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Comedian says he invented ‘Wagatha Christie’ pun but reveals he hasn’t made a penny from the line – despite others turning it into a merchandise money-spinner
- Writer Dan Atkinson has laid claim to coining the phrase ‘Wagatha Christie’
- Atkinson tweeted the pun on the day Coleen Rooney revealed she thought Rebekah Vardy had been leaking stories about her in October 2019
- Writer said he knew within five minutes that people liked the pun and watched as it went viral; three years on it’s been widely used to describe High Court trial
A comedian who claims to have created the ‘Wagatha Christie’ pun – now a global headline – says he’s shocked that three years after he first made the joke, it’s being used in the High Court and is ‘in the mainstream’.
Dan Atkinson, a writer and comedian who lives in Kent, said he first realised that the pun was catching on around 20 minutes after he first tweeted it on October 9th 2019, the same day that Coleen Rooney revealed that she believed fellow WAG Rebekah Vardy had sold stories about her to the press.
Rebekah, they wife of Leicester City strike Jamie Vardy, is suing Coleen following the much-publicised fallout. The pair are currently embroiled in a £3million libel battle at the High Court.
Writing in The Observer, Atkinson said he was staggered that people had monetised his phrase – with one entrepreneurial stylist reportedly making £50,000 in 24 hours after putting the comedy moniker on black t-shirts, saying he hadn’t profited from his line.
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Writer Dan Atkinson tweeted the pun ‘Wagatha Christie’ on the day Coleen Rooney revealed she thought Rebekah Vardy had been leaking stories about her to the national press – the term was used in the High Court this week during Vardy’s £3million libel trial against Coleen Rooney (Pictured: The Rooneys arriving in court today)
The tweet that coined a global headline…but Atkinson says he’s still haunted by the fact he posted it with a typo in it spelling it ‘WAGagtha’
Missed opportunity: The Kent-based writer said he never thought about monetising the slogan despite one entrepreneurial stylist reportedly making £50,000 in 24 hours after putting the comedy moniker on black t-shirts
He added that he’s mortified that he also spelt the pun incorrectly. The original tweet read ‘WAGagatha Christie’, a typo that will, says Atkinson, ‘haunt’ him.
The funnyman said of his moment in the spotlight that it was clear within five minutes of tweeting that people liked the phrase… but he didn’t expect it to go viral.
He said he was shocked that some quipped he should be ‘knighted’ for making the joke.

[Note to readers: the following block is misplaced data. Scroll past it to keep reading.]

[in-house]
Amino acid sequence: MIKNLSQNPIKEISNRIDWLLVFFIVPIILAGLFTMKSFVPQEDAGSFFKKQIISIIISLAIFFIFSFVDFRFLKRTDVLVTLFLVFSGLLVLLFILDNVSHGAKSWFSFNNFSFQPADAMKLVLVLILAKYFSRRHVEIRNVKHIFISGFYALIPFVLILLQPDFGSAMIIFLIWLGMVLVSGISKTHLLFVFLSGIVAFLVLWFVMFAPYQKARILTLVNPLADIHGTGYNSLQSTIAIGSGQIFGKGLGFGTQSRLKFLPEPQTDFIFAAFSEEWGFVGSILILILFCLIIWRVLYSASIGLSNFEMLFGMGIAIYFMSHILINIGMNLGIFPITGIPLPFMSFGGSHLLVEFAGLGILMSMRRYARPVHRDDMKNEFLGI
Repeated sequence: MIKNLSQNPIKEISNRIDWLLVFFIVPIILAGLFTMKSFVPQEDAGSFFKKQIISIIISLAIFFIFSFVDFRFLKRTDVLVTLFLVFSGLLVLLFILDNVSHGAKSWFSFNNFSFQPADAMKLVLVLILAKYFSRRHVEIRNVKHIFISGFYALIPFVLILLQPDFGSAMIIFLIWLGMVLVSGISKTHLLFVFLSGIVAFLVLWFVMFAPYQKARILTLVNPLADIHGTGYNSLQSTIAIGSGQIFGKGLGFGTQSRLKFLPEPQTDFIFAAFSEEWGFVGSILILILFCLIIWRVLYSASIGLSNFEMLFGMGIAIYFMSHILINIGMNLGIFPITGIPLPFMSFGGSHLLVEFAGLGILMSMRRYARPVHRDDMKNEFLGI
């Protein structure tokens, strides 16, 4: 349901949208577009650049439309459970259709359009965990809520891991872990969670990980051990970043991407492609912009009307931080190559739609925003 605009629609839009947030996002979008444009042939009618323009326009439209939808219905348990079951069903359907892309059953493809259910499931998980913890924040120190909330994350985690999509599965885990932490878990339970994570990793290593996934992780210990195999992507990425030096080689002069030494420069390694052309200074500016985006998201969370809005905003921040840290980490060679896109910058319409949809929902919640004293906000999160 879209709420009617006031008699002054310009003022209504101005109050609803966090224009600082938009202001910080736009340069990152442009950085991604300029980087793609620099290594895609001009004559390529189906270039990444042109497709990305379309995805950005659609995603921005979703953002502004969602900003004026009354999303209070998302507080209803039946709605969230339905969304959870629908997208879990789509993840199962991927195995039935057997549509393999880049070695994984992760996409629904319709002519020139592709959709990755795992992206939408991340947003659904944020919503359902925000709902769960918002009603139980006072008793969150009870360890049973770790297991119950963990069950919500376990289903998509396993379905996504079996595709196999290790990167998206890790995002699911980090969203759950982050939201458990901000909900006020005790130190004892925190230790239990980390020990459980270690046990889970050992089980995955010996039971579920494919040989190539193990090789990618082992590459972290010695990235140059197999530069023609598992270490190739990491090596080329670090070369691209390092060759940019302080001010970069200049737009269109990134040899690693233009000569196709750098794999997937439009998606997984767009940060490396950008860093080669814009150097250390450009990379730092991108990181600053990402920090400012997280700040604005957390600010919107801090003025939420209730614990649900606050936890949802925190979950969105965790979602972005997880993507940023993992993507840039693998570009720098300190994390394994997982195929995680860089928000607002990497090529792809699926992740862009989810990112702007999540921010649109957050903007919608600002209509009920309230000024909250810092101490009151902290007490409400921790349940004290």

Three years on, Atkinson said it’s been a unique experience watching the phrase thrust out into the mainstream once again.
He wrote: ‘I was entirely unprepared for the absolute Wagalanche of articles and headlines that were produced; I haven’t been able to open a website or newspaper without having my preposterous phrase thrust upon me in 32-point.’
Rebekah Vardy pictured arriving at the High Court alongside her Leicester City striker husband Jamie on Tuesday as the high-profile libel battle continues this week
Super sleuth: Atkinson’s phrase about Coleen Rooney’s (left) detective skills sent the internet wild three years ago, with fans rushing to honour her on Wikipedia and call her the ‘reincarnation’ of Agatha Christie (right)
Friend to foe: Coleen Rooney and Rebekah Vardy are at loggerheads over Coleen’s accusations that Rebekah sold stories about her after reading them on the WAG’s private Instagram account (The pair pictured supporting their partners at a World Cup match in 2016)
Smoking a fat cigar! Ozzy Shah says he can’t believe how many of the T-shirts he’s sold – and even raised the price from £9.99 to £11.99 after realising just how interested people are
And missing out on the copyright opportunities, he admitted it hadn’t dawned on him that there might be a chance to make money from his words, saying: ‘It hadn’t even occurred to me that there might be a profitable angle. I was content enough that I’d achieved something that had impressed my kids for nearly 45 whole minutes…’
Stylist Ozzie Shah cashed in on Rooney and Vardy’s very public spat at the time by printing t-shirts emblazoned with the words ‘Wagatha Christie’.
Spotting the attention the spat garnered, Shah began selling the t-shirts at £11.99, offering 10 per cent of sales to the charity MIND.
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